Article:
Notably, the exhibition pays special tribute to Muslims who saved Jews during the Holocaust. For example, it tells the story of the hundreds of Jews who found refuge in Albania in 1943 and were welcomed by its majority-Muslim population. It also tells the story of Muhammad Hilmi, an Egyptian doctor who was studying in Berlin and rescued several Jews from persecution. He was the first Arab to be recognized by Yad Vashem as “Righteous Among the Nations.”

In one corner of the exhibition, the Quranic verse “whoever saves one life, saves the entire world” (5:32) is displayed in Arabic and English. Another exhibit features a statement made by the Emirati foreign minister, ‘Abdullah bin Zayid Al Nahyan, who called for “coexistence, tolerance, acceptance of others and respect of all religions and beliefs” during a joint visit with his Israeli counterpart to the Holocaust memorial in Berlin in October 2020.

A large colorful mural, created by Israeli and Emirati artists, graces the museum courtyard. It shows two young men, an Emirati and an Israeli, chatting and drinking coffee together against the backdrop of a Dubai sunset. Above them is the word “cousins” in Arabic and Hebrew.

The museum’s founder, Ahmad ‘Ubayd al-Mansuri, served as a parliament member from 2011 to 2015 and established the museum in 2012 as a private enterprise in a building provided by the authorities. Most of the items exhibited are from his personal collection, and the museum’s target audience includes tourists and local school children.

The museum could not have provided a platform for its empathetic messages without the blessing of the Emirati authorities. In recent decades, the UAE made a strategic decision to become a center of freedom of religion, pluralism, and multiculturalism and make “tolerance” a fundamental national value. In 2017, it established a ministry of tolerance, and 2019 was declared the “year of tolerance.”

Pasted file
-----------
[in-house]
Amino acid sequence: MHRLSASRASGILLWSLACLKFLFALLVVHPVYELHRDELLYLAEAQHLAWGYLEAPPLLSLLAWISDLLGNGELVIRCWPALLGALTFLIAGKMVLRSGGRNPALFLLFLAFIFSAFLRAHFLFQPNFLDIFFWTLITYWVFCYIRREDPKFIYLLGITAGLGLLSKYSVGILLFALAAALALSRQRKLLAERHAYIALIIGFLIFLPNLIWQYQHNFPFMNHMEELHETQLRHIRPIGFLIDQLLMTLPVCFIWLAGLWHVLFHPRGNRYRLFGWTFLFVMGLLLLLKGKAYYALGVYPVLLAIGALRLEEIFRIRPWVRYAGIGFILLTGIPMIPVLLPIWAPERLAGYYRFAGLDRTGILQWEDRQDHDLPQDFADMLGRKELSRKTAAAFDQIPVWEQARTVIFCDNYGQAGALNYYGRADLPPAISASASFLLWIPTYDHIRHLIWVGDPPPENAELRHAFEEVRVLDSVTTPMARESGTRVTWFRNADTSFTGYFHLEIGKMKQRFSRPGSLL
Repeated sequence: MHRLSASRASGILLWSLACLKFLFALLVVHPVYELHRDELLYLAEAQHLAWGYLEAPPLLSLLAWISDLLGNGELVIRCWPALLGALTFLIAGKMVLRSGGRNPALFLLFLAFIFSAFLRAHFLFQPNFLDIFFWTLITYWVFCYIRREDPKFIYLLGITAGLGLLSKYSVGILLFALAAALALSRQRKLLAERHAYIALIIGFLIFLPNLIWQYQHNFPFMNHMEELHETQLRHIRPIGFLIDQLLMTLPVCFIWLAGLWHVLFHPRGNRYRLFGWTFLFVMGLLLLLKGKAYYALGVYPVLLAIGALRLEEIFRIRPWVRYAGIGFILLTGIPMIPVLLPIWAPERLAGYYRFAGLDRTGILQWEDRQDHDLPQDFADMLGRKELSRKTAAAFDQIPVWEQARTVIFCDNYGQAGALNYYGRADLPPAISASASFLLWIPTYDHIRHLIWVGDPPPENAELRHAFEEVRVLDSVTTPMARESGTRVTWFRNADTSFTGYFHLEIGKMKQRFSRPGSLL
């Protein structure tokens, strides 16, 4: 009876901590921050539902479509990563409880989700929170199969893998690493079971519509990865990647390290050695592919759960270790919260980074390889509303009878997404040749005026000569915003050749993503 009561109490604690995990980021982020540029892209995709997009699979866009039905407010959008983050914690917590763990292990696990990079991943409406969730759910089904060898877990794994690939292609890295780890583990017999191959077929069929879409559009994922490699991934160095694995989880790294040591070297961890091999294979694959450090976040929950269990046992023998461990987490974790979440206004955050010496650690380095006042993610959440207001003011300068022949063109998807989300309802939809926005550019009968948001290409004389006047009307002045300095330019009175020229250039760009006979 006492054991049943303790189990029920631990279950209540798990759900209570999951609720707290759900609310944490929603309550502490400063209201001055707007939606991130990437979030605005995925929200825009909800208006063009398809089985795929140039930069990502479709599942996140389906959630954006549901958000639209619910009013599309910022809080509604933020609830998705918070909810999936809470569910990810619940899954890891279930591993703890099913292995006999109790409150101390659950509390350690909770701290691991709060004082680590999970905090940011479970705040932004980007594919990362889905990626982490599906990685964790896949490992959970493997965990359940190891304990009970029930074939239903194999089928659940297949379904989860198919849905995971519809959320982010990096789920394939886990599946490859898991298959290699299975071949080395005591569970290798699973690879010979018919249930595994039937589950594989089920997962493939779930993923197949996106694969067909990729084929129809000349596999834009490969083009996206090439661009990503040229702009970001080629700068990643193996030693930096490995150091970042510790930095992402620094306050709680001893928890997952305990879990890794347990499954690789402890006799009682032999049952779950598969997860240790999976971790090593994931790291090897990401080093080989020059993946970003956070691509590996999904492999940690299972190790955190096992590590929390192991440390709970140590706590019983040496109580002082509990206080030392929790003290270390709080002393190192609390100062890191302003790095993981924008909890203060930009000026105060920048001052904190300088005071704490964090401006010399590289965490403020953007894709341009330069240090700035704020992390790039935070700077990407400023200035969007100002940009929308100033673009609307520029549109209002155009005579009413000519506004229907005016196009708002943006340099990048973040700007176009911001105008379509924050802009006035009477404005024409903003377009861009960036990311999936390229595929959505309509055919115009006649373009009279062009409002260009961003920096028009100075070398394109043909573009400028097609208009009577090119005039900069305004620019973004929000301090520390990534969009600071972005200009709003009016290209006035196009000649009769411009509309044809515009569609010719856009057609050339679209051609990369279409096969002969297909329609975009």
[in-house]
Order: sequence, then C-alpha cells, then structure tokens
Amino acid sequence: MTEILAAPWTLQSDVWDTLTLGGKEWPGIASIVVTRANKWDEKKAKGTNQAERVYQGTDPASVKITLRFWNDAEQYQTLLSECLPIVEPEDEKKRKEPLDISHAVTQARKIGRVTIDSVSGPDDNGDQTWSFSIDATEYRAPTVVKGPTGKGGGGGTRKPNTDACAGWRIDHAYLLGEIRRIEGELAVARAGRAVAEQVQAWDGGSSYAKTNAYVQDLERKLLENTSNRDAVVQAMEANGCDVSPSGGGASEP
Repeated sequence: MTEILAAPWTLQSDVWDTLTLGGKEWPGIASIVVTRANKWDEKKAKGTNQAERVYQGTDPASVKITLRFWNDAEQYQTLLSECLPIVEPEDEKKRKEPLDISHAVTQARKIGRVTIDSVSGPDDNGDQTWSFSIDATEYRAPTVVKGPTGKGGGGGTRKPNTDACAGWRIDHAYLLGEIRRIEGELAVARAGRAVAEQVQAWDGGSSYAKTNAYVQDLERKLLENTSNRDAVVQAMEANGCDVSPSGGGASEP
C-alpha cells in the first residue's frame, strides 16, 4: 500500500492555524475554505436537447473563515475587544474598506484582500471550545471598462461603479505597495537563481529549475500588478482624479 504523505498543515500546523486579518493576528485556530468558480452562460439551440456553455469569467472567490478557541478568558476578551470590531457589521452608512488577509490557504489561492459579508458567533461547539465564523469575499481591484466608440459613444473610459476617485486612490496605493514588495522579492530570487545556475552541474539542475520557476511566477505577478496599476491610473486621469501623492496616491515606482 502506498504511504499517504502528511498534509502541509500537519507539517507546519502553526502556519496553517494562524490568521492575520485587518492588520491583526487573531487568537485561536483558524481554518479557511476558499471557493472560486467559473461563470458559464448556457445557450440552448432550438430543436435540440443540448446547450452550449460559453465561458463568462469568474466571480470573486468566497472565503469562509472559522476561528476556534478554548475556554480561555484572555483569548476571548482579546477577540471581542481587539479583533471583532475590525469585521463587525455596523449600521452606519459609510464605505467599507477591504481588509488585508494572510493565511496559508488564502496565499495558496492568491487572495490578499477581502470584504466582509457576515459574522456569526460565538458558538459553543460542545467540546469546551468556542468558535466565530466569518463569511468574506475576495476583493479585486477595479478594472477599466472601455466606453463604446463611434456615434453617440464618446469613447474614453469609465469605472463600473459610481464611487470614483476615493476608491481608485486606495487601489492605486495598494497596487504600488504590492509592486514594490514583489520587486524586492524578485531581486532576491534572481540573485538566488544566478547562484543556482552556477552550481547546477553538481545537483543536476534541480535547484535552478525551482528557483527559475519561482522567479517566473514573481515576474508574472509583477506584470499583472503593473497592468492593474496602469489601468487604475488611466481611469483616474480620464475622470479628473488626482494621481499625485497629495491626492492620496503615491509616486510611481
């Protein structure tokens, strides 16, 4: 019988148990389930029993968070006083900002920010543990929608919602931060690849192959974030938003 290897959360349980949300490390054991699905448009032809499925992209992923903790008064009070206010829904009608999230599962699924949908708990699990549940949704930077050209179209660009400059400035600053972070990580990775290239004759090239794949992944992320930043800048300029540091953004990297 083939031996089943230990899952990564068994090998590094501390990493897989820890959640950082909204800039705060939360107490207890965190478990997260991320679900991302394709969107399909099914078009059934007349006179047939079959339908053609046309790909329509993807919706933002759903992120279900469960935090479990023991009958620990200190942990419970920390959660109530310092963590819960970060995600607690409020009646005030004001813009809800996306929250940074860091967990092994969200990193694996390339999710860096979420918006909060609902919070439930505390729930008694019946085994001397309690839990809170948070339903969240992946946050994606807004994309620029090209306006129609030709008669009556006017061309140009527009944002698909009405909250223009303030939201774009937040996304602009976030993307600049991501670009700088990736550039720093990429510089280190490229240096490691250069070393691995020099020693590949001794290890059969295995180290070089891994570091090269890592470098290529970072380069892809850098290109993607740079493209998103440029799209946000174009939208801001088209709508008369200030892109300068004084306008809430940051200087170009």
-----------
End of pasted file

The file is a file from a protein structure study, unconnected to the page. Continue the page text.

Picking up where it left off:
The opening of the Holocaust exhibition in Dubai is part of a profound cultural and ideological shift that has taken place in the UAE in recent years and whose continued expansion may support peace-building efforts across the Middle East. The criticism of the exhibition in the UAE and the Arab world was surprisingly restrained, focusing mainly on the timing of its opening, which occurred shortly after the outbreak of violence between Israel and Hamas in May 2021. Hopefully, this indicates that the discussion of the Holocaust in Arab societies has become open and legitimate while Holocaust denial is in retreat.

Policy Recommendations

  1. Learn from Dubai’s museum. Israeli and international Holocaust museums, such as Yad Vashem, should learn how to educate Arab audiences about the Holocaust from Dubai’s museum. As long as the Jewish genocide is framed as a human tragedy rather than a component of Israel’s national narrative, Arabs will be more open to hearing about it, recognizing its credibility, and identifying with its victims’ suffering and bravery.
  2. Offer practical support. Israeli and international Holocaust museums and schools for Holocaust studies should offer Dubai’s museum practical support. These museums and schools can donate exhibits, invite Emirati instructors and teachers for training in Holocaust studies, help the UAE build a customized curriculum, and provide the museum with teaching materials in Arabic, such as translated documentaries about the Holocaust.
  3. Engage Arab partners. The Israeli Ministry of Diaspora Affairs and Jewish organizations should engage with Arab partners in their fight against racism and antisemitism. Historically, Jews and Arabs were regarded as Semitic peoples, and Hebrew and Arabic are Semitic languages. These shared historical, cultural, and religious roots, acknowledged as part of the Abraham Accords’ spirit, may lead both sides to embrace a common moral stance.
  4. Official and unofficial visits. Israeli officials and Israeli and Jewish tourists should be encouraged to visit the Crossroad of Civilizations Museum to promote its activities, demonstrating their support of the Emiratis’ initiative and shared commitment to educating Emiratis about the horrors of the Holocaust.
  • Dr. Ofir Winter